On October 28, 1993, Ms. Cox filed a motion for summary judgment based on the State's answer, facts admitted, tax maps and County Assessor's records. Ms. Cox also filed a motion for sanctions alleging that the State failed to comply with discovery requests. Both motions were noticed for a hearing on November 12, 1993. The State did not respond to either motion, did not request a continuance, and did not file any evidentiary rebuttal. During the November 12, 1993 hearing, the Tucker County Assessor testified that according to official tax maps, the disputed tract "is outside the [State Park] boundary. . . ." Mr. Hunter, the State's lawyer, said he had a copy of the State's title report, which was available at the hearing, and he agreed that partial maps had been supplied. The State argued that the existence of a material issue of fact concerning adverse possession precluded summary judgment, but failed to present any counter affidavit(s) or any additional document(s) or to retract explicitly any of its admissions.
By order dated November 19, 1993, the circuit court granted Ms. Cox's motion for summary judgment and motion for sanctions by striking all of the State's pleadings and awarding Ms. Cox judgment on the pleadings. Ms. Cox was also awarded an easement because the disputed tract was landlocked by virtue of the State's previous land acquisitions.
On February 7, 1994, the State, now represented by Shirley A. Skaggs, Senior Assistant Attorney General, filed a motion to reconsider. Attached to the motion were several additional documents and plats that had been requested in discovery; however, no title report or abstract was attached. At the March 18, 1994 hearing, the State argued that its title is superior to Ms. Cox's title and that summary judgment was premature and not a proper sanction for failure to respond to discovery requests. The State also said that the "State's responses to the admissions and amended admissions are being prepared and will be submitted to the court for its review in the near future." Ms. Cox argued that the State's motion to reconsider was untimely because Rule 59(e)  of the W. Va.R.Civ.P. requires the motion to be filed within 10 days and no ground for a Rule 60(b) motion was asserted. Ms. Cox also asserts that the attachment of documents, exhibits and an affidavit was solely to augment the record for appeal.
The State gave conflicting accounts on why the material was not produced earlier. During the November 18, 1993 hearing, Mr. Hunter, the State's lawyer at the time, said, "I copied and furnished what file was provided me by the agency . . . there has been no intentional pigeonholing of any documents by counsel or anybody else. . . ." During the March 18, 1994 hearing, the State, now represented by Ms. Scaggs, said, "[A] lot of that information was prepared and given to the attorney and never made its way to Mr. Cooper [Ms. Cox's lawyer]." However, Ms. Scaggs also said that the agency "prepared a first set of copies of information that was requested and that information was never picked up from his office and never forwarded to Mr. Cooper."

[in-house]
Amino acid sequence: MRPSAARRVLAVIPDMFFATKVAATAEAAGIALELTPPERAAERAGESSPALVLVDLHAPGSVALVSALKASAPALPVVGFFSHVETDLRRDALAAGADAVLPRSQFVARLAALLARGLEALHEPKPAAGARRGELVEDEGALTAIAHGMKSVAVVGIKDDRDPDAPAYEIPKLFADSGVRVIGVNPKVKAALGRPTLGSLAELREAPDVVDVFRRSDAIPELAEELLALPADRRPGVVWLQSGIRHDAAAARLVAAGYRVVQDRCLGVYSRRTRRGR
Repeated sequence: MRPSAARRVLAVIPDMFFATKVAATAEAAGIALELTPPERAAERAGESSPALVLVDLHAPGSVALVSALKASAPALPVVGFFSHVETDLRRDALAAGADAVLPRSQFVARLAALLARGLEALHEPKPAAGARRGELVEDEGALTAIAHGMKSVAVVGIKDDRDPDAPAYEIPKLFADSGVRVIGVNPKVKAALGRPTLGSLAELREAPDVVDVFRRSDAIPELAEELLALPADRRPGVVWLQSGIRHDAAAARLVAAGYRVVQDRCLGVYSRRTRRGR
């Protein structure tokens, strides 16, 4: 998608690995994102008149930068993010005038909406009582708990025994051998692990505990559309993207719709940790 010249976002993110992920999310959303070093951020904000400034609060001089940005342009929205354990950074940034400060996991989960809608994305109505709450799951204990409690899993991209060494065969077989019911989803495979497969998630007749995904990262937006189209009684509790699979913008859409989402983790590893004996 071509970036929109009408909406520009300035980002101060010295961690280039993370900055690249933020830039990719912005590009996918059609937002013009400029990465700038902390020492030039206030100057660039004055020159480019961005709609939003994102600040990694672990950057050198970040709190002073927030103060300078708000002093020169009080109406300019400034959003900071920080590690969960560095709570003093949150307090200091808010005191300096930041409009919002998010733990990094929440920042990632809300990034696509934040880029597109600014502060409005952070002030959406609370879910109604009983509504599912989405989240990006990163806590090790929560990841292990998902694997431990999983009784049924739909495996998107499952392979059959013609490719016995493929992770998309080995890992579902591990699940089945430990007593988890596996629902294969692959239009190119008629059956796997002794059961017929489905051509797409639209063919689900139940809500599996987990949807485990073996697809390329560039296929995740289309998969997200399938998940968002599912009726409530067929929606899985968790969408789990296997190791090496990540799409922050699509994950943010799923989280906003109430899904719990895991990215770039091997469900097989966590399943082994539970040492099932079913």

According to the transcript, the State scheduled a hearing for about two weeks earlier. When the State failed to appear, the circuit court said he "personally called your [the State's lawyer's] office and the secretary said well she called in sick today, she is not going to be here, so nobody called me to tell me you had called in sick."
The record on appeal contained no response from the State to Ms. Cox's requests for admission.
After the hearing, by order dated May 9, 1994, the circuit court denied the State's motion to reconsider. The State then appealed to this Court.
The circuit court awarded Ms. Cox judgment on two separate grounds: (1) summary judgment; and (2) a sanction, imposed on the State for failure to comply with a discovery order, striking the State's pleadings and then awarding Ms. Cox judgment on the pleadings. Although the State contends that summary judgment was contingent on the sanction award, the circuit court granted Ms. Cox summary judgment independently of the sanction award. We first consider whether the award of summary judgment was proper.
Although the circuit court does not articulate the bases for judgment, we interpret this action to be a Judgment on the Pleadings under Rule 12(c)  of the W. Va.R.Civ.P.
The November 18, 1993 order of the circuit court first addressed Ms. Cox's motion for sanctions and then her motion for summary judgment. Although the State argues that during the November 12, 1983 hearing, the circuit court's grant of summary judgment resulted from the circuit court's imposition of sanctions, the court's written order indicated that judgment was awarded on both bases. Indeed, in its May 9, 1994 order denying the State's motion to reconsider, the circuit court said that its November 18, 1993 order "granted simultaneous judgments in favor of the Plaintiff on two separate grounds and bases: . . ." (1) sanctions and (2) summary judgment.
"A circuit court's entry of summary judgment is reviewed de novo." Syl. pt. 1, Painter v. Peavy, 192 W. Va. 189, 451 S.E.2d 755 (1994). In accord Williams v. Precision Coil, Inc., 194 W. Va. 52, 56, 459 S.E.2d 329, 333 (1995), rehearing denied, May 11, 1995. Our traditional standard for granting summary judgment is stated in Syl. pt. 3, Aetna Casualty Surety Co. v. Federal Ins. Co. of N.Y., 148 W. Va. 160, 133 S.E.2d 770 (1963):